Can you continue to work and still receive social security checks? Yes, but benefits may be reduced. Generally, if you begin collecting social security before your full retirement age — say, when you turn 62 — and continue to work, your checks will be smaller. Also, if you earn above a certain amount, your benefit checks may be reduced further. But when you reach full retirement age — say, when you turn 65 — your checks will be increased, to make up for the amounts withheld in the previous three years. These calculations may be complex, and it’s best to study them thoroughly and work through different scenarios before deciding what to do.Upon Your Death What Happens to Your Benefits?
If you were the wage earner and you predecease your spouse, your surviving spouse will continue to receive your benefit checks. Even a surviving ex-wife or ex-husband can receive your benefits, provided that your marriage lasted at least ten years. Children under the age of 18, as well as surviving dependent parents older than 62, also may be eligible to receive your benefits.Applying for Social Security Benefits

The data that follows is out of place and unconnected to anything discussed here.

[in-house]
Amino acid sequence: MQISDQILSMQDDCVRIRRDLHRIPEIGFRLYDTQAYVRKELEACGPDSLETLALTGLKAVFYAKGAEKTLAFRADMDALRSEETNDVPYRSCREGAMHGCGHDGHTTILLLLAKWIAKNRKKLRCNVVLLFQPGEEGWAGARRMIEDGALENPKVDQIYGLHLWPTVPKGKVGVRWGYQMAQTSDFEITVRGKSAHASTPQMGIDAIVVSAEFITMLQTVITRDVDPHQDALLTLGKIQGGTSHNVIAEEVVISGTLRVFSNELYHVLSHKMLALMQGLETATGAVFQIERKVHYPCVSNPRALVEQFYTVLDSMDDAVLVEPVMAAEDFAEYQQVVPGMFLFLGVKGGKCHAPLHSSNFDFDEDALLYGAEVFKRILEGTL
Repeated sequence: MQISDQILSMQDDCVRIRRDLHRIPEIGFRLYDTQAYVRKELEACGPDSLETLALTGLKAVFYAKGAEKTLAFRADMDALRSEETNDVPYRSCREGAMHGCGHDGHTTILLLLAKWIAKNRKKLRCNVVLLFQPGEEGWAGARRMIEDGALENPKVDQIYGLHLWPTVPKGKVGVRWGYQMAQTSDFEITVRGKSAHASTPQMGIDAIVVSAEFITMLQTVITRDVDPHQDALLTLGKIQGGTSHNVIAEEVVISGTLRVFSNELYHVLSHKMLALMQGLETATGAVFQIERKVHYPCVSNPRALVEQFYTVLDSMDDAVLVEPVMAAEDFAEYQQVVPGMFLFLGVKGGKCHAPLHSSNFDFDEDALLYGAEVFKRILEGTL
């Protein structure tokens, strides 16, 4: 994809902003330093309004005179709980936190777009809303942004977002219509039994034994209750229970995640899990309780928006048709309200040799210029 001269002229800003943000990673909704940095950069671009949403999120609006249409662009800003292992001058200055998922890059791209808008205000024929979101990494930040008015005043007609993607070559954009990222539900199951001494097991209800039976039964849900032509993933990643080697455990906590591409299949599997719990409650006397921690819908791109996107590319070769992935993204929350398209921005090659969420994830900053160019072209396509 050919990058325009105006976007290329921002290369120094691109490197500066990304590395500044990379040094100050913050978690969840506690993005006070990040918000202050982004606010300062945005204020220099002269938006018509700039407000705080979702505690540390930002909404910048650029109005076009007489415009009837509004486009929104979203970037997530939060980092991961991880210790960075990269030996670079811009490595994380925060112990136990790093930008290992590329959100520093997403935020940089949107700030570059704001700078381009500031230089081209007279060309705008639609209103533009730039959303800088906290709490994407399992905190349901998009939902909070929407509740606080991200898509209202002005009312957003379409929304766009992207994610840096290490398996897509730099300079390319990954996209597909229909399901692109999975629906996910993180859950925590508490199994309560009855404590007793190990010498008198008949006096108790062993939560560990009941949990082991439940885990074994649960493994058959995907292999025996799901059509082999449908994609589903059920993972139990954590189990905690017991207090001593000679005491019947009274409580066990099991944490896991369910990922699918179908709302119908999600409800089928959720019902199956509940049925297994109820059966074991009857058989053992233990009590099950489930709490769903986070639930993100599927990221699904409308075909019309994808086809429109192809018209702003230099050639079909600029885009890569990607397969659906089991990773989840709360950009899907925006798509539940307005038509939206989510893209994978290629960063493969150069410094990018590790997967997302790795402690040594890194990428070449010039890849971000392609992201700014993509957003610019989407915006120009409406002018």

Applying for social security benefits is a relatively straightforward process. You will need to present certain documents: your social security card, an original birth certificate, proof of U.S. citizenship or legal alien status, and either a W-2 form or self-employment tax return for the previous year. If you are missing any of these documents, you can apply for benefits anyway and provide the documents at a later time.
In planning for retirement, you must remember that Social Security may not be sufficient to meet all your retirement needs. Many retirees count on their monthly government checks as only part of their retirement income. You must plan carefully to ensure that you don’t run short.